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New therapies to improve stroke outcome

posted on 2017-02-22, 02:17 authored by Lee, Seyoung
Stroke remains a leading cause of long-term disability and mortality worldwide, yet no viable treatment is readily available to the majority of stroke patients. New effective strategies for therapy are therefore urgently required to aid in limiting brain injury and/or promoting functional recovery after stroke. The experiments described in this Thesis have used models of stroke in vivo and in vitro to explore and identify some of the novel therapeutic targets against ischemic stroke. In Chapter 3, we demonstrated for the first time that direct stimulation of angiotensin II type 2 receptors (AT₂R) using a selective agonist, CGP42112, exerts neuroprotection in mice following cerebral ischemia in vitro and in vivo. We found that CGP42112 can directly protect neurons from injury following glucose deprivation. Furthermore, administration of CGP42112 reduced infarct volume and improved behavioural outcomes at 24 h after stroke. Interestingly, we also found that CGP42112 treatment in vivo enhanced regional cerebral blood flow during reperfusion and reduced cleaved/activated caspase 3 immunoreactivity in the ischemic hemisphere compared to vehicle-treated mice suggesting that the protective effect may be associated with enhanced vasodilatation and reduced neuronal apoptosis. In Chapter 4, we examined the effect of direct Mas receptor (MasR) activation using AVE0991, a selective MasR agonist, in our in vitro and in vivo models of stroke. In this study, we showed for the first time that AVE0991 can directly protect neurons subjected to glucose deprivation in vitro, but this protective effect failed to successfully translate to our in vivo model of stroke. In Chapter 5, we tested whether targeting a broad spectrum of chemokines using a novel type of chemokine binding protein (CBP) can reduce infiltration of leukocytes into the brain and improve stroke outcomes. We found that intravenous administration of CBP can effectively block increases in plasma levels of chemokines CCL2/MCP-1 and CXCL2/MIP-2 for at least the first 48 h after stroke. We also found that CBP treatment attenuated leukocyte infiltration into brain, neurological deficit and infarct volume at 24 h, but CBP was no longer protective at 48 h after stroke. These findings suggest that post-stroke CBP treatment exert temporary neuroprotection by retarding but not preventing leukocyte infiltration into the brain, thereby delaying infarct development and neurological deficits. In Chapter 6, we examined changes in the brain expression of numerous miRNA and their target genes after stroke, and particularly focused on changes in miR-367 following ischemia with or without reperfusion. Our main findings reveal miR-367 as a critical player in mediating gene expression and regulation that are associated with neuronal activation and oxidative stress. Interestingly, the study also demonstrated for the first time that miR-367 may play an important role in chemerin-signaling network after stroke. However, the underlying mechanism and clinical relevance remain unclear. Collectively, the findings of this Thesis provide novel insights into some mechanisms of injury and potential therapeutic targets in the ischemic brain, revealing new strategies that could be developed for use in combination with vessel recanalization.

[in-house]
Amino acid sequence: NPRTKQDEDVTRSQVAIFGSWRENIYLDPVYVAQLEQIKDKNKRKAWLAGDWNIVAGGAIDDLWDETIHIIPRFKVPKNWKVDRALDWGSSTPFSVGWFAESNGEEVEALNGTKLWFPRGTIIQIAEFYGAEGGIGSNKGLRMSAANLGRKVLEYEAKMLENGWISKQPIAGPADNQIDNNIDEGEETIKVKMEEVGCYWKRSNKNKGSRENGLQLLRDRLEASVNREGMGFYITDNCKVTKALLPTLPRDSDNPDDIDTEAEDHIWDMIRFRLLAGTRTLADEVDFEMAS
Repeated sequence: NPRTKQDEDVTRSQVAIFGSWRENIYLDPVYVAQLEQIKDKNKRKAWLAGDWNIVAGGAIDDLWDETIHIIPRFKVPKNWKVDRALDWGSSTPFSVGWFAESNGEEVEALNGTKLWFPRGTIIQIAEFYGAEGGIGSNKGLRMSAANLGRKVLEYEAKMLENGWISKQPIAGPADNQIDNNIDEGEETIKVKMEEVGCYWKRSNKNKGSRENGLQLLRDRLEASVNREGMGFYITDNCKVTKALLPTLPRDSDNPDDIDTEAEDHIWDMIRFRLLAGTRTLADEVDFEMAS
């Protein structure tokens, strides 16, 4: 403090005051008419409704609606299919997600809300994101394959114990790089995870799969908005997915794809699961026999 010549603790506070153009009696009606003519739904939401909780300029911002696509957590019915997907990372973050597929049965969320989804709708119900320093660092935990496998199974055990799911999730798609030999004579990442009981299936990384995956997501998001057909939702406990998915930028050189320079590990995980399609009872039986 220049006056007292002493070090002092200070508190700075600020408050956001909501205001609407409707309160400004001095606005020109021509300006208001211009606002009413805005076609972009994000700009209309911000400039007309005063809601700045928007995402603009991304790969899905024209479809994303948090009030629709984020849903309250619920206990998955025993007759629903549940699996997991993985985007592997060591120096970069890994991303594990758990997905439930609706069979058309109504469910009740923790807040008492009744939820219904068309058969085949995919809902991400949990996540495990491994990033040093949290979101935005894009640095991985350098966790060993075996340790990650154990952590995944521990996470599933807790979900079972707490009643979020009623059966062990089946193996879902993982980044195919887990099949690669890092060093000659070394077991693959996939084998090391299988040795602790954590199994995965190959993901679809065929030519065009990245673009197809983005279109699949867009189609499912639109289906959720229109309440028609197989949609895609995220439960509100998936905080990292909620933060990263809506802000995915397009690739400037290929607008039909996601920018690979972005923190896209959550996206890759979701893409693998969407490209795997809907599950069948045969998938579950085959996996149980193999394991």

Principal supervisor

Christopher G. Sobey

Year of Award


Department, School or Centre

Biomedical Sciences (Monash Biomedicine Discovery Institute)

Additional Institution or Organisation


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Doctor of Philosophy

Degree Type



Faculty of Medicine Nursing and Health Sciences

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